After years of being relegated to handheld consoles, the Monster Hunter experience is finally coming to big-screen platforms. At long last, western players will be able to hunt giant monsters with friends, and use their corpses to craft weapons and armor to hunt even bigger monsters on the platforms they prefer.
No, we aren’t talking about Monster Hunter World, Capcom’s upcoming home console adaptation coming in January, 2018. We’re talking about Dauntless, a free-to-play action RPG from indie studio Phoenix Labs, which takes the Monster Hunter formula — hunt, craft, repeat — and adapts it for a wider audience.
Monster Hunter, which is extremely popular in Japan and has a smaller, devoted following in the U.S., is known for, among other things, time consuming missions and obtuse crafting mechanics. Dauntless takes the basic gameplay loop and strips out a lot of the complexity with shorter gameplay sessions and radically simplified crafting that won’t have you poring over wiki articles.
The founding core of former League of Legends developer Riot Games staffers at Phoenix Labs means they have ample experience at crafting the sort of systemically-rich, but widely-accessible gameplay that Dauntless needs in order to pull this off.
“It’s about getting together with your friends, slaying these badass, larger-than-life monsters, crafting tons of gear along the way, and having a lot of fun and looking really cool while you do it,” said Phoneix Labs Marketing Manager Nick Clifford.
In closed beta since September, 2017, Dauntless is shaping up to be a viable alternative for players who see how much fun Monster Hunter fans are having, but, for whatever reason, aren’t willing to take the plunge themselves.
Kill the beast!
Dauntless takes place on the Shattered Isles — a fantasy realm spread across a drifting archipelago of floating islands. Giant monsters known as “Behemoths” have always been part of the world, but recent expansions of the frontier have provoked a deadly backlash, bringing horrendous monsters down onto vulnerable settlements. You are a Slayer, whose order has hunted behemoths for generations and is needed now more than ever. The game features a narrative campaign that unlocks progressively more difficult areas and behemoth hunts, but gameplay is more focused on short sessions than overall progress.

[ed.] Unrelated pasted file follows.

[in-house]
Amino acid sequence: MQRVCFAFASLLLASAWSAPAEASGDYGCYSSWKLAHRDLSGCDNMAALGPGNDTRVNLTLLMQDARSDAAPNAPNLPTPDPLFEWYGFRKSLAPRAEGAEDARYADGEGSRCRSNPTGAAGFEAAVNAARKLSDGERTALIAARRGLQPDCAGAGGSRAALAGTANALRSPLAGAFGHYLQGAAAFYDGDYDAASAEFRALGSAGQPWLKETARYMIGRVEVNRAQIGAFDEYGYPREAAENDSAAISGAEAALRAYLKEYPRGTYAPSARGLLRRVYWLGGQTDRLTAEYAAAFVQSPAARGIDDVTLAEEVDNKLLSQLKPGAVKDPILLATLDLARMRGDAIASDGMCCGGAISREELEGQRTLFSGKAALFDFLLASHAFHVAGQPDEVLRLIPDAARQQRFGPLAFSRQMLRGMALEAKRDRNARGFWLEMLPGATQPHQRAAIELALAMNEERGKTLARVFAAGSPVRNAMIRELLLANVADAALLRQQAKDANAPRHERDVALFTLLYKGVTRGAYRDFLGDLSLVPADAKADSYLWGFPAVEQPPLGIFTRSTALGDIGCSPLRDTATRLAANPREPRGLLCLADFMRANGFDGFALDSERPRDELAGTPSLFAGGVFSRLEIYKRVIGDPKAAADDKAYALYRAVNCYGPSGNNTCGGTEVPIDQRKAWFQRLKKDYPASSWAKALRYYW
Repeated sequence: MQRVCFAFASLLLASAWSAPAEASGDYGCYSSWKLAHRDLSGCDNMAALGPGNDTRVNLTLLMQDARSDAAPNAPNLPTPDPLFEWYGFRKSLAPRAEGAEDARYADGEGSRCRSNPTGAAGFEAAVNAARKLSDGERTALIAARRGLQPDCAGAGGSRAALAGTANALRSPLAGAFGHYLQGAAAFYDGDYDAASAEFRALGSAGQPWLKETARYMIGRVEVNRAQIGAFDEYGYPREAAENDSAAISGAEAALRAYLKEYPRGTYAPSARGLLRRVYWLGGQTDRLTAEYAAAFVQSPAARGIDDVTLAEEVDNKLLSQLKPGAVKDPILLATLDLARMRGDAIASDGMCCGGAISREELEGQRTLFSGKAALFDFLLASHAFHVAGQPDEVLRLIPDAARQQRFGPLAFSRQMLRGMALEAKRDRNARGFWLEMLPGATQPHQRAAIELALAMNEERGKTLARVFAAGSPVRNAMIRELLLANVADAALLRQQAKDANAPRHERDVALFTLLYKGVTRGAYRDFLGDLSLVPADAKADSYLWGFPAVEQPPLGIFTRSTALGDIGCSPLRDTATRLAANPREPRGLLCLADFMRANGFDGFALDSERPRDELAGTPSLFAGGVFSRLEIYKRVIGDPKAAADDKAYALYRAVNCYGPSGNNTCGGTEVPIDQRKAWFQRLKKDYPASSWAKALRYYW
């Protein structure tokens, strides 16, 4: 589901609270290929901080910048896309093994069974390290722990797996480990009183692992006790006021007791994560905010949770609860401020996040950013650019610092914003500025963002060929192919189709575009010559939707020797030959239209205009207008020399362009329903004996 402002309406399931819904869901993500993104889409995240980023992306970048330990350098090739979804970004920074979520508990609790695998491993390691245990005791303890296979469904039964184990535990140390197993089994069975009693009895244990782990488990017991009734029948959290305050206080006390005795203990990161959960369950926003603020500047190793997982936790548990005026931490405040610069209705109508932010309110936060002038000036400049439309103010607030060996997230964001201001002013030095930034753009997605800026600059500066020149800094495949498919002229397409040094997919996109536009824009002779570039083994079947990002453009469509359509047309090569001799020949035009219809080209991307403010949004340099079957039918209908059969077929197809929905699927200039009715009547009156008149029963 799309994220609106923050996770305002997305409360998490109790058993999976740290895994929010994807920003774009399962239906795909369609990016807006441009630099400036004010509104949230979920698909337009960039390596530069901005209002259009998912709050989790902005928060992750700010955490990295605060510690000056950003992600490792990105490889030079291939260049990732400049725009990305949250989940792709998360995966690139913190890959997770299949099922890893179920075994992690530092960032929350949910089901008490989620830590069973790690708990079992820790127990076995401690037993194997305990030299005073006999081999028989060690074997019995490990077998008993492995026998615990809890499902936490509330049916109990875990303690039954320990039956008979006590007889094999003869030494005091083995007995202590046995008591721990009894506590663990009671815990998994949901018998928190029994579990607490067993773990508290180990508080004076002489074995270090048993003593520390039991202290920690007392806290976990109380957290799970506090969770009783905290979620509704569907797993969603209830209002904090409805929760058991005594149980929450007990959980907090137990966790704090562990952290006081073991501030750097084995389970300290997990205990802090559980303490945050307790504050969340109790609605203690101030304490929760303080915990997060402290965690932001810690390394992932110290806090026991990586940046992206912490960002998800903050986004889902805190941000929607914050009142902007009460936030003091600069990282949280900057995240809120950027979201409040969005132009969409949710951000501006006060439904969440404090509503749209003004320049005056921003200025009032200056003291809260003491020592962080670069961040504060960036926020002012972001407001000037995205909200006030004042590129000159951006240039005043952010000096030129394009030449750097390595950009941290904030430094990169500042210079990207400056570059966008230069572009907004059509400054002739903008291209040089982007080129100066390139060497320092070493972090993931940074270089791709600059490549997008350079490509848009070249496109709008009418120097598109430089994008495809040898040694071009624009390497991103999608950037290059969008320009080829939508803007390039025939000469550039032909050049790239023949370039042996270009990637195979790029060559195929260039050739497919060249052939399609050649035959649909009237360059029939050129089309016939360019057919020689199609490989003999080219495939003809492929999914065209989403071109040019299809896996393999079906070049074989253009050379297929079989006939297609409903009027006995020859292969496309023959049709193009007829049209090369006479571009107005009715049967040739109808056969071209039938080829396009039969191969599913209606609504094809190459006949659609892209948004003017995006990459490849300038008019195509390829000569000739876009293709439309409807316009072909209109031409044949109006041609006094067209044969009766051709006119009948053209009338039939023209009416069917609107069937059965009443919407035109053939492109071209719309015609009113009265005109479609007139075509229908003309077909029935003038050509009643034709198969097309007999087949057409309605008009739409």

We liked Monster Hunter — we felt like there was a good game in there, but it’s surrounded by a lot of cruft, a lot of unknowable design.
Our journey began in the city of Ramsgate, which serves as an MMO-style social hub where you can meet up with friends, craft gear, change your appearance, or take on new hunts. Ramsgate feels more like an old-school MMO public space than something you’d find in, say, Destiny 2: It’s populated with up to 60 real players (starting with your friends, followed by your guild, and then filling in the rest with people geographically close to you). Players will also be able to connect with friends or through standard matchmaking, so you’re never limited in with whom you can play.
The hunt itself took place on one of the floating islands, traveled to in a loading screen via airship. On landing, our three-person party set out to find our first behemoth. After several minutes of running around, one of our party found our quarry, “a larger, lumbering pile of rocks” called a Skarn. As promised, Skarn was a huge, quadruped dinosaur encased in thick, stone scales of armor that made it hard to do any real damage.
Fortunately, two of our party wielded heavy mauls, which temporarily knocked the armor off and left an opening for us to run in and hack with our sword. Combat was tense and tactical. Our squadmates, Clifford and Phoenix Labs Community Manager Ian Tornay, both made several allusions to the influence of Dark Souls and Bloodborne on the combat, and it shows in the measured rhythm of mixing light and heavy attacks, while reading your opponents’ animations to anticipate their strikes. The combat also relies heavily on dodge rolls to take advantage of those crucial invincibility frames, moments during an animation when you can’t get hurt, to avoid death while maintaining position.
There are currently five weapon classes in the game, all of which feel and play quite differently. The war pike, for example, deals melee damage builds up energy that you can bank in the pike, before stepping back to unleash in a devastating ranged attack. It’s the closest thing Dauntless has to a ranged weapon — no matter the tactics, you always need to find a way to get in close and land melee hits, making every attack tense and risky.
“Combat fidelity is super important to us,” elaborated Clifford. “When you swing a sword or an axe, it needs to feel really good — really crunchy — when you hit a behemoth.”